Too Small to Fail: Global funding markets and the transmission of risk - E101
The onset of the global financial crisis (GFC) in 2008 prompted a funding cost shock to the Australian banking system. Banks use a mix of wholesale and deposit funds to finance lending. If a country is a net importer of wholesale funds, then a financial crisis in a foreign country can ‘infect’ the banking system by raising the cost of wholesale funds. This has further triggers a crisis in an otherwise healthy banking sector in Australia.
This research aimed to address how an external financial crisis can increase bank funding costs in countries that rely heavily on global wholesale capital markets. The research also assessed the impact of different policy choices during the GFC on the level of competition in banking. The research highlights the relationships between banking policy, banking competition, the rates paid to depositors and paid by lenders, and the likelihood of a crisis arising when there is a shock on international wholesale funds markets.
This research found that:
• Accessing wholesale funds enables the Australian banking system to increase its level of lending and enhances Australia’s economic growth. However, it also means that the Australian banking system is exposed to sudden, significant rises in the rate at which wholesale funds are available in international markets if there is a major overseas banking crisis.
• Banking policies change both the structure of financial institutions and the level of competition in the Australian banking market and that policies dealing with a crisis also alter the market structure and the rates received by both borrowers and lenders, in those times where there is no crisis.
• Considering four different approaches to banking policy: bailouts, minimum equity requirements, licensing restrictions, and restricted access to wholesale funds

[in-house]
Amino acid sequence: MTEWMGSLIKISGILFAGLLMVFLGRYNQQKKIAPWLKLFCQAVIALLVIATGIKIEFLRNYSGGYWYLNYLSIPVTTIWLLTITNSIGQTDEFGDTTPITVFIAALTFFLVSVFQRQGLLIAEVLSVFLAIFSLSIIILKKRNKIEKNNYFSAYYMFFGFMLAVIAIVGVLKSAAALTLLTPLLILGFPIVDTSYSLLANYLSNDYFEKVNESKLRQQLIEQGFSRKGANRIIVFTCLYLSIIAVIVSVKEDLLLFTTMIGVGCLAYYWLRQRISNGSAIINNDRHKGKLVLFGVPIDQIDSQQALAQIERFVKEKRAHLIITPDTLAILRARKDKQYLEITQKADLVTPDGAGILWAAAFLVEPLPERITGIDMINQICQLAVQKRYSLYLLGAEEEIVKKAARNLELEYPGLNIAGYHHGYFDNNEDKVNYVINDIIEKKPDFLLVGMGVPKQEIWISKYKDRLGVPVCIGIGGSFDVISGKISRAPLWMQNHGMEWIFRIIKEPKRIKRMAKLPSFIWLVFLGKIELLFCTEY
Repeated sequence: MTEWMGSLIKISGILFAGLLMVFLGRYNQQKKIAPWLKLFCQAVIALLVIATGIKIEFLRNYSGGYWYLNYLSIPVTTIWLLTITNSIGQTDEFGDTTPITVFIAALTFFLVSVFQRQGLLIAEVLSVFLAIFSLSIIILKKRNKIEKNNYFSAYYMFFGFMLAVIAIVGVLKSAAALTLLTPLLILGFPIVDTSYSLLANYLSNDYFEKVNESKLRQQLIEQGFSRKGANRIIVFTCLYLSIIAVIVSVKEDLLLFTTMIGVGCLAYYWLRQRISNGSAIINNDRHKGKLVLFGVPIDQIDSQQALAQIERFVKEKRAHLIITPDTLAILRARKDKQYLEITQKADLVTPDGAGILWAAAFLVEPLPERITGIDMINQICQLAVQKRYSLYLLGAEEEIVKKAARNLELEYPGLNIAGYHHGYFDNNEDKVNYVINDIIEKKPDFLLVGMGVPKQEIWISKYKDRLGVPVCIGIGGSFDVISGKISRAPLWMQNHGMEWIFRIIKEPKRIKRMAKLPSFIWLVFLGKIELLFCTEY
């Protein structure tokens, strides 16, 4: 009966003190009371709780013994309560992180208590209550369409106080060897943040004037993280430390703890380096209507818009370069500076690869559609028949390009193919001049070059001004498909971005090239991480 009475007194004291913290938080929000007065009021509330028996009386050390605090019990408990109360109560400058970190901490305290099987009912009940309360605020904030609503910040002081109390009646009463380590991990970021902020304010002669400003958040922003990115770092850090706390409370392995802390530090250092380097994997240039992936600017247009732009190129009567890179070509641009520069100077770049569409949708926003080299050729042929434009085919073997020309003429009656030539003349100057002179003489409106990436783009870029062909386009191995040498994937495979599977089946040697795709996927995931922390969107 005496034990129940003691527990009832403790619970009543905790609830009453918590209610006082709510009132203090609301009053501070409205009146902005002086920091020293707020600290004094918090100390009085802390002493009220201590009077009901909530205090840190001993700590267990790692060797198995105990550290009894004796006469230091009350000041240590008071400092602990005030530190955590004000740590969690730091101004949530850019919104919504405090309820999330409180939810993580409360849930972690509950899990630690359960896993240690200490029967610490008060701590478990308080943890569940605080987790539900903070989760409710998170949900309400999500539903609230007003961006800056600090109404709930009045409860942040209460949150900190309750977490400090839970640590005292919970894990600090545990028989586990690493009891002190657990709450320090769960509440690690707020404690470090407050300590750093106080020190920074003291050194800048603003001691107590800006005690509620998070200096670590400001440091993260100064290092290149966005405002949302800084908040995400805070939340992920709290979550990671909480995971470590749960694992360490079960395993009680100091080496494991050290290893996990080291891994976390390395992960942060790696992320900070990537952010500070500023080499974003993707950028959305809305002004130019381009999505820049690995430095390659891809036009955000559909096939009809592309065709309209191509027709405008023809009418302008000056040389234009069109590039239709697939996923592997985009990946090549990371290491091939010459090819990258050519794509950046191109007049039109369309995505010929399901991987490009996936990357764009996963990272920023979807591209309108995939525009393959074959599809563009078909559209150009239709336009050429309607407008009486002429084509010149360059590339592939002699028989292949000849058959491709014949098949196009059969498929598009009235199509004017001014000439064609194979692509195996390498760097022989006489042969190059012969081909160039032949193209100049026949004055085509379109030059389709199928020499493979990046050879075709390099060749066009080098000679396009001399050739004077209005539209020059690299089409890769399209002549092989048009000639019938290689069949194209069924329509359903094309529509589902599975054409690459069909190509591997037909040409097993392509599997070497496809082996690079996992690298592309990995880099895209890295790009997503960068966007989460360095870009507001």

markets, implicit or explicit bail outs do not stabilize the banking system but rather make a crisis more likely. Licenses and restrictions on entry into banking, or restrictions on the access of banks to international wholesale funds markets, can have ambiguous implications depending on specific design factors.
• In contrast to other policies, minimum equity requirements, can be effective tools to limit the damage of an ‘imported’ banking crisis. Even when the banking system is ‘well supervised’ and loans are sound, minimum equity requirements can still play a role in stabilizing the banking system. However, minimum equity structures are not costless and regulators must understand the link between stability in the face of a crisis and reduced competition in ‘normal’ times when designing policy.
|Professor King presenting at CIFR Symposium: Market and Regulatory Performance (Sydney, July 2014)
This research has also been presented at:
|The 12th INFINITI Conference on International Finance
Prato, Italy (June 2014)
Hobart, Tasmania (June 2014)
CIFR SYMPOSIUM: Market and Regulatory Performance
Sydney (July 2014)
Melbourne (February 2014)